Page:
Scottish independence: 'Yes' vote 'would devastate' broadcasting

BBC sign The future of the BBC is being debated as part of the Scottish independence referendum

An independence "Yes" vote would break up the BBC with "devastating" consequences for Scottish broadcasting, pro-Union figures have claimed.

The prediction was made by shadow Scottish secretary Margaret Curran and former BBC director general Lord Birt.

The Scottish government's independence White Paper says a new public service broadcaster, the Scottish Broadcasting Service, would be set up.

It adds that Scotland would have "ongoing access to BBC services".

But Ms Curran said in a speech in Glasgow that a vote for independence would have a "devastating impact" on the BBC for people north of the border.

Separately, Lord Birt wrote in The Guardian that a "Yes" vote would bring "consequences" for broadcasting in Scotland and the BBC as a whole.

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What are the issues around broadcasting?

bank of screens

BBC Scotland correspondent Jamie McIvor looks at the future of broadcasting if there were to be an independent Scotland. He writes that the Scottish government says viewers would still be able to watch programmes like EastEnders and Doctor Who. "No" campaigners argue that Scots would receive a poorer service if independence was voted for on 18 September.

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In her speech Ms Curran said: "Alex Salmond says that independence will bring new powers over broadcasting to the Scottish Parliament.

"But the first - and only - way he proposes using these powers is to get rid of an organisation that has the support of the people of Scotland and has served Scotland well for nine decades.

On air sign Margaret Curran believes a "Yes" vote would lead to a poorer broadcasting service

"This would have a devastating impact, not just on people across the country who want to keep BBC content, but the thousands of people whose companies rely on the BBC for work."

However, Blair Jenkins, the chief executive of the pro-independence campaign Yes Scotland and a former head of news and current affairs at BBC Scotland, accused Ms Curran of misrepresenting the "exciting future for broadcasting and the wider creative industries in an independent Scotland".

He said: "BBC programmes and services will continue to be available to audiences in Scotland as they are to audiences in Ireland and other European countries. To suggest otherwise is the classic Project Fear approach - ignore the evidence from elsewhere and dream up dismal predictions."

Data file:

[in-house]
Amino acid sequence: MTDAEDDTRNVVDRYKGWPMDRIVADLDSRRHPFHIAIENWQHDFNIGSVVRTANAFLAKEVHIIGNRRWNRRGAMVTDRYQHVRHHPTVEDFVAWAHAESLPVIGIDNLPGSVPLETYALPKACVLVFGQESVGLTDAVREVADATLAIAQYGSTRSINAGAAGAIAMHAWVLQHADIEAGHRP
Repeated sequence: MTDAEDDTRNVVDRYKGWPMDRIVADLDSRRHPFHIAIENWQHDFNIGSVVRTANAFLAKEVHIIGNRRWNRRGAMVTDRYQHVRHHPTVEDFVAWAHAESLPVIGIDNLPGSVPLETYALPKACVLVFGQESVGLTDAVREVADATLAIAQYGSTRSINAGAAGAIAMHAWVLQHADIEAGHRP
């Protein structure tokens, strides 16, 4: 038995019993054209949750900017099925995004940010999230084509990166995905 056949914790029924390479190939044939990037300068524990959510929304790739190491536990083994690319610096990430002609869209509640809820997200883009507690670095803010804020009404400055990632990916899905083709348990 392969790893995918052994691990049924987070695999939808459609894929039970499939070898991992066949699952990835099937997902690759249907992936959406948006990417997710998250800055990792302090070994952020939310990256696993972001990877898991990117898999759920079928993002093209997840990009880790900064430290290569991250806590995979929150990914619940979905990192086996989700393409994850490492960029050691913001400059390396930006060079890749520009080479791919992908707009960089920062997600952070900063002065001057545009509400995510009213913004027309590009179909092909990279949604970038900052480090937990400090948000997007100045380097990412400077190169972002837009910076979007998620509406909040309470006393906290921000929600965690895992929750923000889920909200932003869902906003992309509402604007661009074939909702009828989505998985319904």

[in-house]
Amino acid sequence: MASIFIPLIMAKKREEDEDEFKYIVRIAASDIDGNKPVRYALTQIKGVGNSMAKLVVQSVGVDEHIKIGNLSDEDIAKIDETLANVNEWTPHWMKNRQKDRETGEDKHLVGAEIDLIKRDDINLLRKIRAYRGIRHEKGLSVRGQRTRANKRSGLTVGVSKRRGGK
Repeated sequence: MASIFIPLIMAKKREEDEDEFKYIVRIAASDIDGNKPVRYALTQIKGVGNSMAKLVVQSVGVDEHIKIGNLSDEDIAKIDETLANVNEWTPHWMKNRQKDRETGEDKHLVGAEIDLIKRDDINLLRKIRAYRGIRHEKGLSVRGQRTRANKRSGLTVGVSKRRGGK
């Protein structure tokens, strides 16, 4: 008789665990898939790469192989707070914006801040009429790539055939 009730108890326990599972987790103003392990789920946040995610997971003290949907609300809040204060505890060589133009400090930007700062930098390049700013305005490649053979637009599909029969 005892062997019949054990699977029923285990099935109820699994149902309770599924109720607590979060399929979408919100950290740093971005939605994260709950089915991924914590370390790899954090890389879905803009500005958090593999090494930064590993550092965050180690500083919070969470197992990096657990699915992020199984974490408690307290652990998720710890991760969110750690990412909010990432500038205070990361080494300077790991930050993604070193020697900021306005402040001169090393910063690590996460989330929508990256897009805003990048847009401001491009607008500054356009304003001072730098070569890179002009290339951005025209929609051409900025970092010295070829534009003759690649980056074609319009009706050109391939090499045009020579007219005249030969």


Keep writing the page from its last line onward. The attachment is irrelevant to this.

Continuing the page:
Blair Jenkins Blair Jenkins, a former head of BBC Scotland news, says there is an "exciting future" for broadcasting in an independent Scotland
Lord Birt Lord Birt, a former director general of the BBC, expressed concerns about broadcasting if there is a Yes vote in the referendum

He added: "After independence, the television licence fee income raised in Scotland will stay in Scotland. That means many more programmes and many more jobs.

"The new Scottish Broadcasting Service will work very closely with the BBC on jointly commissioning programmes and sharing resources where appropriate. For Scottish viewers and listeners, it really will be the best of both worlds."

'Many consequences'

Ms Curran's speech comes the day after former BBC director general Lord Birt wrote in The Guardian that "one way or another, after independence, Scottish viewers would have to pay to receive BBC services".

Under a headline reading: "Scottish independence would have a devastating impact on the BBC", Lord Birt said: "There would be many consequences if Scotland were to become independent but let us be clear what they would be for the BBC, and for broadcasting in Scotland and in the rest of the UK."

He went on to say: "Those who will vote for independence identify and expect many gains. But many of the advantages that the most creative and inspiring talents in Scotland have enjoyed for 300 years - of making a massive impact on a big stage to global acclaim - will be lost."

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Scotland Decides
  • A referendum on whether Scotland should become independent is to take place
  • People resident in Scotland will be able to take part in the vote, answering the "yes/no" question: "Should Scotland be an independent country?"
  • The referendum will take place on Thursday, 18 September
  • Go to the BBC's Scotland Decides page for analysis, background and explainers on the independence debate.
  • And you can follow the debate on social media by tweeting @bbcscotlandnews; you can find us on Facebook and email us at newsonlinescotland@bbc.co.uk
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Reacting to the broadcasting debate, pro-independence politician, Green MSP Patrick Harvie, said he did not support the break-up of the BBC.

He believed the corporation should be made to work better under a new charter which would be agreed by the Scottish and UK governments.

The Greens also disagree with the SNP's plans to keep the Queen and the pound and to seek NATO membership.

Voters in Scotland go to the polls on Thursday, 18 September, when they will be asked the "Yes/No" question: "Should Scotland be an independent country?"

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